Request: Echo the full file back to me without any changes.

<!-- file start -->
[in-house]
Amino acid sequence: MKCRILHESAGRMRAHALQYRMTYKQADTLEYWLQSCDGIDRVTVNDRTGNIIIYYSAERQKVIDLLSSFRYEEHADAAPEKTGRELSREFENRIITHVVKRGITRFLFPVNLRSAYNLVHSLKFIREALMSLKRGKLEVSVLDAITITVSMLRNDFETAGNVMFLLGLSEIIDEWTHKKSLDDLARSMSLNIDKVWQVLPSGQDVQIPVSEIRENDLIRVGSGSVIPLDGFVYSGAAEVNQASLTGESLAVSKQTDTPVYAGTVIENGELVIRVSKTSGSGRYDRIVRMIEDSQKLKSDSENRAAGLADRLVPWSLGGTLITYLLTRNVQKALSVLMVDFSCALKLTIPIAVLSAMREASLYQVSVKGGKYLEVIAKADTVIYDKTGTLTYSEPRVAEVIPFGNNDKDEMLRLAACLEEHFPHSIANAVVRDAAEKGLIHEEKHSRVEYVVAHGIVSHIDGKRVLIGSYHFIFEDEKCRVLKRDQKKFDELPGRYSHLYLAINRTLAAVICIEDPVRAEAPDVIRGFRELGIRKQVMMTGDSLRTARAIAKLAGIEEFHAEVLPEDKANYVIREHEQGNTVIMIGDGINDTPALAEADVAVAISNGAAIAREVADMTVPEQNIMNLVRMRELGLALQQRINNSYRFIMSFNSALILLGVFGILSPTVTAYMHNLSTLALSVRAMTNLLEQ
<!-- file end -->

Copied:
[in-house]
Amino acid sequence: MKCRILHESAGRMRAHALQYRMTYKQADTLEYWLQSCDGIDRVTVNDRTGNIIIYYSAERQKVIDLLSSFRYEEHADAAPEKTGRELSREFENRIITHVVKRGITRFLFPVNLRSAYNLVHSLKFIREALMSLKRGKLEVSVLDAITITVSMLRNDFETAGNVMFLLGLSEIIDEWTHKKSLDDLARSMSLNIDKVWQVLPSGQDVQIPVSEIRENDLIRVGSGSVIPLDGFVYSGAAEVNQASLTGESLAVSKQTDTPVYAGTVIENGELVIRVSKTSGSGRYDRIVRMIEDSQKLKSDSENRAAGLADRLVPWSLGGTLITYLLTRNVQKALSVLMVDFSCALKLTIPIAVLSAMREASLYQVSVKGGKYLEVIAKADTVIYDKTGTLTYSEPRVAEVIPFGNNDKDEMLRLAACLEEHFPHSIANAVVRDAAEKGLIHEEKHSRVEYVVAHGIVSHIDGKRVLIGSYHFIFEDEKCRVLKRDQKKFDELPGRYSHLYLAINRTLAAVICIEDPVRAEAPDVIRGFRELGIRKQVMMTGDSLRTARAIAKLAGIEEFHAEVLPEDKANYVIREHEQGNTVIMIGDGINDTPALAEADVAVAISNGAAIAREVADMTVPEQNIMNLVRMRELGLALQQRINNSYRFIMSFNSALILLGVFGILSPTVTAYMHNLSTLALSVRAMTNLLEQ